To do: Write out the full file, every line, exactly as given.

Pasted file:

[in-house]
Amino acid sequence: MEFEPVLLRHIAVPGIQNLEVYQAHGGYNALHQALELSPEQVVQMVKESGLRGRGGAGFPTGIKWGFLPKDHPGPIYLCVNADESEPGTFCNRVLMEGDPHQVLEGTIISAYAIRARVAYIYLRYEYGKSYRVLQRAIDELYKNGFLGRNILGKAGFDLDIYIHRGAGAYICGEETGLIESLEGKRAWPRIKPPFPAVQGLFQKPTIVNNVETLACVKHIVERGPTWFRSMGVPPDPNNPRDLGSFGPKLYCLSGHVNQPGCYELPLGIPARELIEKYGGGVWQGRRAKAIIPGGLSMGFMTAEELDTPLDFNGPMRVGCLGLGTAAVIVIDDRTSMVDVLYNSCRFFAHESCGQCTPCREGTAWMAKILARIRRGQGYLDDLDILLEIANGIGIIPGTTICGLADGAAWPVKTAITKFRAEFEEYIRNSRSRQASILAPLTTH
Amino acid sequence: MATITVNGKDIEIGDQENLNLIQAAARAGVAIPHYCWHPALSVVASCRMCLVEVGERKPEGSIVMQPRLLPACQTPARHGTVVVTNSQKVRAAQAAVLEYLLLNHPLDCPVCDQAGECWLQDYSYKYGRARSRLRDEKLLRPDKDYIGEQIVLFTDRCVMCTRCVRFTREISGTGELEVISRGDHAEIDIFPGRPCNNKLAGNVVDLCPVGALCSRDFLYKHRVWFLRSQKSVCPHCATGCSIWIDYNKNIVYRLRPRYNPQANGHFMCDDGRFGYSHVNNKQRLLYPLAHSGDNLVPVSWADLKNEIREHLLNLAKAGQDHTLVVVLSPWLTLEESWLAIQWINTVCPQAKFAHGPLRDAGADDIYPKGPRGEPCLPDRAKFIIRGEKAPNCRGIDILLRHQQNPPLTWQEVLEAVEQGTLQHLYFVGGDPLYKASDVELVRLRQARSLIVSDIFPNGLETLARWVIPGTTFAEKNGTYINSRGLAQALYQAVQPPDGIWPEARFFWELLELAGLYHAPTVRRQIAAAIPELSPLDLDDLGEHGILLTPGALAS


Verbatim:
[in-house]
Amino acid sequence: MEFEPVLLRHIAVPGIQNLEVYQAHGGYNALHQALELSPEQVVQMVKESGLRGRGGAGFPTGIKWGFLPKDHPGPIYLCVNADESEPGTFCNRVLMEGDPHQVLEGTIISAYAIRARVAYIYLRYEYGKSYRVLQRAIDELYKNGFLGRNILGKAGFDLDIYIHRGAGAYICGEETGLIESLEGKRAWPRIKPPFPAVQGLFQKPTIVNNVETLACVKHIVERGPTWFRSMGVPPDPNNPRDLGSFGPKLYCLSGHVNQPGCYELPLGIPARELIEKYGGGVWQGRRAKAIIPGGLSMGFMTAEELDTPLDFNGPMRVGCLGLGTAAVIVIDDRTSMVDVLYNSCRFFAHESCGQCTPCREGTAWMAKILARIRRGQGYLDDLDILLEIANGIGIIPGTTICGLADGAAWPVKTAITKFRAEFEEYIRNSRSRQASILAPLTTH
Amino acid sequence: MATITVNGKDIEIGDQENLNLIQAAARAGVAIPHYCWHPALSVVASCRMCLVEVGERKPEGSIVMQPRLLPACQTPARHGTVVVTNSQKVRAAQAAVLEYLLLNHPLDCPVCDQAGECWLQDYSYKYGRARSRLRDEKLLRPDKDYIGEQIVLFTDRCVMCTRCVRFTREISGTGELEVISRGDHAEIDIFPGRPCNNKLAGNVVDLCPVGALCSRDFLYKHRVWFLRSQKSVCPHCATGCSIWIDYNKNIVYRLRPRYNPQANGHFMCDDGRFGYSHVNNKQRLLYPLAHSGDNLVPVSWADLKNEIREHLLNLAKAGQDHTLVVVLSPWLTLEESWLAIQWINTVCPQAKFAHGPLRDAGADDIYPKGPRGEPCLPDRAKFIIRGEKAPNCRGIDILLRHQQNPPLTWQEVLEAVEQGTLQHLYFVGGDPLYKASDVELVRLRQARSLIVSDIFPNGLETLARWVIPGTTFAEKNGTYINSRGLAQALYQAVQPPDGIWPEARFFWELLELAGLYHAPTVRRQIAAAIPELSPLDLDDLGEHGILLTPGALAS